The taxpayer settled a case form more than 2.7 million dollars. The settlement documents were drafted in such a way that it appeared the proceeds were for her personal injury. She reported the income on an attachment to the the return and explained the non-taxable nature of the proceeds.
The IRS sent a deficiency notice three years later. The taxpayer filed for chapter 11 bankruptcy and the IRS filed a claim for the amount of the tax claimed. She later dismissed her chapter 11 and filed a chapter 7 in which she filed a complaint to determine the dischargeability of the debt.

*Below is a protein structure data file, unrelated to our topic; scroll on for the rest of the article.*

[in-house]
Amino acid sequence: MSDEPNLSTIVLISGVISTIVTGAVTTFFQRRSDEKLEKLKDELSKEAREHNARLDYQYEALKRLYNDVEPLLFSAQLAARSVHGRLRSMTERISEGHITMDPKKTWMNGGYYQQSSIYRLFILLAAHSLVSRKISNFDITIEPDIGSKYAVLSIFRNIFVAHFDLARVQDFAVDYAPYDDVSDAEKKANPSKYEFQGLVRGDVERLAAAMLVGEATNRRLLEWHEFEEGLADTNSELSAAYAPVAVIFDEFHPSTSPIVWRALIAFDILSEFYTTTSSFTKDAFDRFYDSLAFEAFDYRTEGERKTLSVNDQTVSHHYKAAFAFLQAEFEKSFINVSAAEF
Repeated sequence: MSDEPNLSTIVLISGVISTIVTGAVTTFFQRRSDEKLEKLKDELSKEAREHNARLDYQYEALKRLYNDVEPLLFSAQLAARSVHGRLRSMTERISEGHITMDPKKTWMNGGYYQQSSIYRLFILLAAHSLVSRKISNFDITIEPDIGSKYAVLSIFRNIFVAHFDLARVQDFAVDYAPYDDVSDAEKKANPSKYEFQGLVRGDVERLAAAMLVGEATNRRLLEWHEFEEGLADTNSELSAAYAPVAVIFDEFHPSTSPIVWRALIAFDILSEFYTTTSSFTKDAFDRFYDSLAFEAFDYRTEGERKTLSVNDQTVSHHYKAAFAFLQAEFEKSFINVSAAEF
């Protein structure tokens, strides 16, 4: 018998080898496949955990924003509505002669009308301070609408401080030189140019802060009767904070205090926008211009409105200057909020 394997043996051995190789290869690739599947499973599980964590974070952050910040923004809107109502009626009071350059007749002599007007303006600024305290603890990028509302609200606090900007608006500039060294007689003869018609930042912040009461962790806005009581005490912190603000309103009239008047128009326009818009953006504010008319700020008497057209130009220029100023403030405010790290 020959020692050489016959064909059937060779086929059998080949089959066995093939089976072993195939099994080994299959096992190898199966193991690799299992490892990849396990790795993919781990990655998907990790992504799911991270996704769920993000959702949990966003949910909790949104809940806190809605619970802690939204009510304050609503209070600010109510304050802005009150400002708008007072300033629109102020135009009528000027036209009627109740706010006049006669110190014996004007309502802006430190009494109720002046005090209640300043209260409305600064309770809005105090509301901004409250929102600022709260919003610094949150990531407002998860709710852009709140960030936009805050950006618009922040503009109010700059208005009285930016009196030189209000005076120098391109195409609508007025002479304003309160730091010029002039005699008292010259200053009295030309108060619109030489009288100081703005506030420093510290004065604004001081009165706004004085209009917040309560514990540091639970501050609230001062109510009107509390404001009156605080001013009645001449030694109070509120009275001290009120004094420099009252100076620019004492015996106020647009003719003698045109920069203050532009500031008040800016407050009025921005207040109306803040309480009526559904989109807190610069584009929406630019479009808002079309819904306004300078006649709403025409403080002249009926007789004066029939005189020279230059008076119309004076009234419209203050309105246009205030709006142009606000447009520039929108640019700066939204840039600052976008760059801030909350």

In order to find fraud, the IRS had to establish, that hte debtor had knowledge of the falsity of the return and that the debtor had an intent to evade the tax as well has proving that there was an underpayment of the tax.
The court found based on the facts in the record that the taxpayer had an honest subjective belief that the income was not taxable. No fraud.
See In re Jones, 364 B.R. 118 (Bkrtcy.M.D.Fla. 2007)